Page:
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Marjorie Bessel: “Don’t forget that even “the boss” has a boss (or bosses)”

Don’t forget that even “the boss” has a boss (or bosses). You don’t reach an executive position and suddenly be calling all the shots. You will continue to be responsible to and responsible for other people, but I find that to be rewarding, not frustrating, and to lead to further professional growth. As a part […]


Don’t forget that even “the boss” has a boss (or bosses). You don’t reach an executive position and suddenly be calling all the shots. You will continue to be responsible to and responsible for other people, but I find that to be rewarding, not frustrating, and to lead to further professional growth.


As a part of our series about powerful women, I had the pleasure of interviewing Marjorie Bessel, MD. As Chief Clinical Officer, Dr. Marjorie Bessel is the highest-ranking physician executive for Banner Health, one of the nation’s largest nonprofit health care systems. She is responsible for driving clinical quality of care and overseeing performance and safety improvement. Unique to her role are additional responsibilities not typical for a Chief Clinical Officer: She oversees all information technology and informatics and is the executive sponsor for physician wellness and addressing burnout, which she has made her top priority. She leads a comprehensive new initiative, Cultivating Happiness in Medicine, to support physician well-being across Banner. She joined Banner over a decade ago and has held positions of increasing responsibility. Her clinical background is as a hospitalist. She earned her MD degree from Rush Medical College at Rush University.


Thank you so much for joining us Dr. Bessel! Can you tell us a bit about your “backstory”? What led you to this particular career path?

Early in my career, I thought I would be a front-line physician. I loved that work, I loved seeing patients (and still do), and I enjoyed the immediate gratification of helping folks recover from injury or illness or by providing great preventative care.

I never really thought that I would be Chief Clinical Officer of such a large integrated delivery network as Banner Health. It’s really with great thanks to so many folks who mentored me, and perhaps saw a glimpse of something from a leadership perspective, that I’ve been able to get to where I am. I’m incredibly thankful to those folks.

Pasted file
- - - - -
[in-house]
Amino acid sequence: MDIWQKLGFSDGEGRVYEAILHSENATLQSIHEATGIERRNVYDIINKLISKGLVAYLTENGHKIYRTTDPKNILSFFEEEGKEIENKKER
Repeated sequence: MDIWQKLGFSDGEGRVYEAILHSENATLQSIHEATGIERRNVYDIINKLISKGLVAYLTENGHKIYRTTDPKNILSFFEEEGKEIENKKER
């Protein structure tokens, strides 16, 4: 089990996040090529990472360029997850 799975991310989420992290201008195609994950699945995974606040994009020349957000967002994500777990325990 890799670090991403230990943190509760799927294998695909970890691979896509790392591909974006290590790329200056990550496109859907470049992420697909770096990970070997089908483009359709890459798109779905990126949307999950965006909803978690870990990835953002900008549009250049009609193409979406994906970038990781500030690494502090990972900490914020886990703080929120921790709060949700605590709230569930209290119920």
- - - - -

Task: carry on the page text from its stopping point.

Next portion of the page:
While I never envisioned that this is where I would end up, I’m so happy that it is where I ended up. When you take on leadership roles, your ability to influence and profoundly impact entire populations of patients reaches a level, in terms of number of lives, that not even a highly efficient front-line physician can touch. When my work now changes how we deliver care, helps us offer safer care or a better quality service, or improves workflow for lots of physicians and Advanced Practice Providers (APPs) who work with and for us — the ripple effect of that is just much, much larger than I could ever achieve seeing one patient at a time at the bedside. My current role brings me the great satisfaction that comes from being able to have the largest impact on patients that I possibly can.

Can you share the most interesting story that happened to you since you began in your current leadership role?

It’s been a challenging and rewarding experience taking on this role. I have recently begun work to focus our organization on safety and high reliability organizational approaches. It’s been great work so far and will be a multi-year endeavor. What I love about my leadership role is that previous experiences still remain relevant, but I use them on a broader scale. We did a kick-off for our culture-of-safety work, and the team wanted me to tell a story from the past around the that topic. I told a story of how a hand-writing error of mine (prior to electronic medical records, or EMRs) led to a series of errors resulting in a patient getting a significant overdose of insulin. The patient, nurse, pharmacist and I were all impacted by the event. Despite new tools like EMRs, organizations remain susceptible to errors. What was so interesting for me in this work and the telling of that story is that my roots of being a clinician remain highly relevant to my ability now to influence an entire health system.

Can you share a story about the funniest mistake you made when you were first starting? Can you tell us what lesson you learned from that?